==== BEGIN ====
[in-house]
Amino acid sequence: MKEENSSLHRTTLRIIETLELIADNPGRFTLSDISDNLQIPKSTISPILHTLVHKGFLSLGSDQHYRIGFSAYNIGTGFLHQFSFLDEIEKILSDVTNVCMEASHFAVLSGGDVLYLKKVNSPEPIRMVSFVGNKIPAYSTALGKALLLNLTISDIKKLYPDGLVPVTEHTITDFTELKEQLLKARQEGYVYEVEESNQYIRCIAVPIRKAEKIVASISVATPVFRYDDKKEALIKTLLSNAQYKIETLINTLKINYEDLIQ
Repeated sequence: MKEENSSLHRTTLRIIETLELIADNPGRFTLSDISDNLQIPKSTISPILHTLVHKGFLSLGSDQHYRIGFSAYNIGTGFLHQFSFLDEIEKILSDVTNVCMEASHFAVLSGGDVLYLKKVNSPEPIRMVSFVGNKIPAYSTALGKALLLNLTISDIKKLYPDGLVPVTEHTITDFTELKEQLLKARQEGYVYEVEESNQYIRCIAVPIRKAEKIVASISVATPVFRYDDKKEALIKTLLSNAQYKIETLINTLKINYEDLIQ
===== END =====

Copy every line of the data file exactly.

[in-house]
Amino acid sequence: MKEENSSLHRTTLRIIETLELIADNPGRFTLSDISDNLQIPKSTISPILHTLVHKGFLSLGSDQHYRIGFSAYNIGTGFLHQFSFLDEIEKILSDVTNVCMEASHFAVLSGGDVLYLKKVNSPEPIRMVSFVGNKIPAYSTALGKALLLNLTISDIKKLYPDGLVPVTEHTITDFTELKEQLLKARQEGYVYEVEESNQYIRCIAVPIRKAEKIVASISVATPVFRYDDKKEALIKTLLSNAQYKIETLINTLKINYEDLIQ
Repeated sequence: MKEENSSLHRTTLRIIETLELIADNPGRFTLSDISDNLQIPKSTISPILHTLVHKGFLSLGSDQHYRIGFSAYNIGTGFLHQFSFLDEIEKILSDVTNVCMEASHFAVLSGGDVLYLKKVNSPEPIRMVSFVGNKIPAYSTALGKALLLNLTISDIKKLYPDGLVPVTEHTITDFTELKEQLLKARQEGYVYEVEESNQYIRCIAVPIRKAEKIVASISVATPVFRYDDKKEALIKTLLSNAQYKIETLINTLKINYEDLIQ